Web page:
4. @Sanjay Pai AA’s lounges fine but not worth an extended layover. If you have an any type of Amex Platinum Card, you can access the Centurion lounge, which is fantastic. However, I still wouldn’t plan an especially long layover unless you wanted to venture out into Dallas or elsewhere or if you would like to lounge hop.

  5. Who cares? AA has zero award availability on DFW-HKG route, so the LAX route will be equally useless and I’d rather just fly Cathay from LA since you get to use the much much nicer lounges in Hong Kong.

    I’d be very excited if Cathay starts flying to Dallas, as it makes my flying more convenient and gives me a good chance at awards.

  6. I hope the chance of clearing SWU gets easier to/from HKG. I’ve never seen that many EXP on one plane last time I flew back from HKG.

  7. Also agree with @atxtravel! You can’t get any availability, so not very exciting unless some “saver” level seats open up. I’d also still fly CX J any day over AA as I have not found that Lucky’s VIP blogger experience on flights mirrors those of a regular joe like me! And never mind lounge access in HKG…

  8. @You guys who want lounge access in HKG

    You guys know that 1W premium cabin passengers can access any 1W lounge appropriate for their class of service? I.e., I was there a couple of weeks ago, flying CX J, and visited the QF J lounge.

  9. What’s wrong with lounge access? If I fly CX J or AA J, I can still access CX lounges at HKG, right? Then, what is the difference that you guys are talking about?

  10. I suppose there’s no difference then, I thought AA flyers get to use the usually mediocre OW lounges.

    Award availability is the bigger issue for me. I’ll often fly EVA out of Houston if I don’t want to deal with long connections to catch CX flights from Texas.

  11. I personally would welcome this. CX fares on this route are very high and I welcome the competition. Plus, not only do I find them having the most comfortable economy seat in the industry, AA also have some of the most beautiful flight attendants in the sky.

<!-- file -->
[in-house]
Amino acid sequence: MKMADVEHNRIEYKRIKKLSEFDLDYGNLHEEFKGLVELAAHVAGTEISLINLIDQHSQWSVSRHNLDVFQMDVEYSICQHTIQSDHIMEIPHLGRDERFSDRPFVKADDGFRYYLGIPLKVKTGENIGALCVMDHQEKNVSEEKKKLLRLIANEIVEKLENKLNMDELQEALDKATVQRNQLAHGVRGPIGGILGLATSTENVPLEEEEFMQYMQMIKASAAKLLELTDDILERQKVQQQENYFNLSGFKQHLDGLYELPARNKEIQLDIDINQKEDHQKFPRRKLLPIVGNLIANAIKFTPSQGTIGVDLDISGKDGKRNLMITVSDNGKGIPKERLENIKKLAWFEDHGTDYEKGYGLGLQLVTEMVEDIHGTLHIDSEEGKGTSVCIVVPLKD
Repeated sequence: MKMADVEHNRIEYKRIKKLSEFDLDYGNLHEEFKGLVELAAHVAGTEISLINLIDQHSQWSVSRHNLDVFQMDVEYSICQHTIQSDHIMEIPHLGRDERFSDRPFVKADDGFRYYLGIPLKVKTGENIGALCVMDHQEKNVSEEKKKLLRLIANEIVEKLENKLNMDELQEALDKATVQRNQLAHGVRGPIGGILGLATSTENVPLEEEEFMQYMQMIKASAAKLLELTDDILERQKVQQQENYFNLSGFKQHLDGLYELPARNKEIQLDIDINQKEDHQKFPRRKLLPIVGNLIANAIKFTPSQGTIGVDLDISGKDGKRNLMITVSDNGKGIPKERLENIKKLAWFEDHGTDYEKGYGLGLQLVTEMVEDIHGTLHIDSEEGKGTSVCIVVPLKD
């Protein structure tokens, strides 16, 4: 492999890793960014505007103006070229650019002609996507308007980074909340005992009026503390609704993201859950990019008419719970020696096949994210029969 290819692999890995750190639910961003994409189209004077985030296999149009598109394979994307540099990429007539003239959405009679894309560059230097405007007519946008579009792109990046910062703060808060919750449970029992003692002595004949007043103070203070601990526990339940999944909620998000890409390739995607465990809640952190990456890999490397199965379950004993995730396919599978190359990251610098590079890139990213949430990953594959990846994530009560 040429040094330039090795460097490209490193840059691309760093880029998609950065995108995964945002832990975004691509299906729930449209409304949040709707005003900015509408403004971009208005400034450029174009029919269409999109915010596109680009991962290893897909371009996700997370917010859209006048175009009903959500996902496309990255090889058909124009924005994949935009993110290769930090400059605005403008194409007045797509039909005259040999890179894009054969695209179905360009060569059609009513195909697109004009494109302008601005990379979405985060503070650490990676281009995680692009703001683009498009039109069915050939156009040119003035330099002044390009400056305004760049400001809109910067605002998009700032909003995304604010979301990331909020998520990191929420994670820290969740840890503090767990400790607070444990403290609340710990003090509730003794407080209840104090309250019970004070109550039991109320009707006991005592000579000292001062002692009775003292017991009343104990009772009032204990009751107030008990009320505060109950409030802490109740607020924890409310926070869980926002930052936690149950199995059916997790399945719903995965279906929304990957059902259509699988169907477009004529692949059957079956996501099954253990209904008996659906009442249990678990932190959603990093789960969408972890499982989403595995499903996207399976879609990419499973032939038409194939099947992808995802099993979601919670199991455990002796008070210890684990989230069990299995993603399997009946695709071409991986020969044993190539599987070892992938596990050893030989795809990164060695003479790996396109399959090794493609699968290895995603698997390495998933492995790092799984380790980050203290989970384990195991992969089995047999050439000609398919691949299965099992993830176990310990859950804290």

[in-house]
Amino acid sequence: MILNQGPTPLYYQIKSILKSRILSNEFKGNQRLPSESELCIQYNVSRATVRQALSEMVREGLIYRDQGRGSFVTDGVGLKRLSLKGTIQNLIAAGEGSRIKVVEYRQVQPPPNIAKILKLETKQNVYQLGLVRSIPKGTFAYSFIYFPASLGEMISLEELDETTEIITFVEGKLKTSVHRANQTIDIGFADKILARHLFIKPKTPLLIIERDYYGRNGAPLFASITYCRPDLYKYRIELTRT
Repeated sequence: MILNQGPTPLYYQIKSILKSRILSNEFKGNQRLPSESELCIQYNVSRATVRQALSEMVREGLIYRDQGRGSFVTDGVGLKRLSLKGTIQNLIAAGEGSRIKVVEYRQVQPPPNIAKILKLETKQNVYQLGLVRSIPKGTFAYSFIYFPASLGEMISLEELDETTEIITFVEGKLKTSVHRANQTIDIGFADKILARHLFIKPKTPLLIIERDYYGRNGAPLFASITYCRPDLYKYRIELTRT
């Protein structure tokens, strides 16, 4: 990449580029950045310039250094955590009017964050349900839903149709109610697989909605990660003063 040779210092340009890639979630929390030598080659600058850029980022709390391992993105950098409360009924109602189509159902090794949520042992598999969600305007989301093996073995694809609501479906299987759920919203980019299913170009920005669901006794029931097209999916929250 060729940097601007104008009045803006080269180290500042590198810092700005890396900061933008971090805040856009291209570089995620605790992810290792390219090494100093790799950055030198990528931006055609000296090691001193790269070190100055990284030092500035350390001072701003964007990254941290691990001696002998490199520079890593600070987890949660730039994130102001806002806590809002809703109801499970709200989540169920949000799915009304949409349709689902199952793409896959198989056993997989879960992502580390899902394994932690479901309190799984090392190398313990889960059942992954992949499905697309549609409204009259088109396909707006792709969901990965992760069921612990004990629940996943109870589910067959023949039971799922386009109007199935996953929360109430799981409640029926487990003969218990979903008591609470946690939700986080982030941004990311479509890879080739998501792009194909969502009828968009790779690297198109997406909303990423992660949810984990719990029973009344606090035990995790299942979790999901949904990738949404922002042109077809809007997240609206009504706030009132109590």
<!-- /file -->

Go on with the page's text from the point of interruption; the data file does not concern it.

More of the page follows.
12. Funny comments by SXC travelling in CX Biz class when he never actually flown in there by his own admission, only what he learns from his wannbe flyer friends on FT

  13. John Lin: I love how you’re making fun of a dude for reading about premium travel in FT, when you’re clearly yourself reading (and commenting on) the hands down best premium travel porn website on the internet…..

  14. Been waiting for this for a long time. They took too long though…I’m leave for Delta after 7 years as EXPL. AA is stiff arming it’s elites with the criminal Doug Parker in control and I have had it. Not only do I now miss almost all my domestic upgrades, my name falls off the upgrade list with regularity…which I find out when I get to the airport. Flew JFK to LAX yesterday…#133…30 people on upgrade list! I didn’t make it…my name fell off anyways. This merger has been a nightmare for elites

  15. @John Lin,
    I’m not sure who you are, nor do I intend to care. But I can assure you I been a GO member for over 7 years now and have done my fair share of J and F travel on CX. They have been nothing but a downhill decline over the years. Some of the FAs are even borderline rude when I ask them more than 1-2 questions. AA on the other hand have much friendlier FAs and tend to chat with you for a while. I have made a number of acquaintances over the year with AA’s flight attendants. And for this reason alone, I would vote for AA over CX hands down. If you have any more questions or concern, feel free to PM me on Flyertalk.

  16. $5xx your obviously on another planet. I fly 250K + a year with CX in Biz and F and never once ever had a bad word or porr service so I am guessing they might be giving back what you obviously dish out. You know the old saying you can only kick a dog so many times.

    Oh and

    “”Bob Trial says:
    January 15, 2016 at 4:46 am
    John Lin: I love how you’re making fun of a dude for reading about premium travel in FT, when you’re clearly yourself reading (and commenting on) the hands down best premium travel porn website on the internet…..””

    Now I am enlightened that not only are the biggest plane dipsticks are not just on FT.

  17. The Hong Kong route is very profitable . I don’t see why American didn’t start service sooner. I really hope American adds another section to HKG because that return flight to Dallas is always full and I fly non rev but have been mileage running on cheap fares using the Citi Advantage card . I hope to use miles and fly first class on Cathay Pacific to Hong Kong and non rev back on American but it looks risky. The return flight from Beijing is good for non revs because business class is always wide open.

  18. Being based in HK, I pray this will happen. CX’s soft product quality has become noticably (significantly) worse in the past few years. In-flight service and catering are really not much better than the US airlines and have fallen far behind their asian peers SQ, JL and BR. Lots of senior staff turnover recently as well, which is never a good sign.

    CX needs a good kick in the pants to remind them we have choices.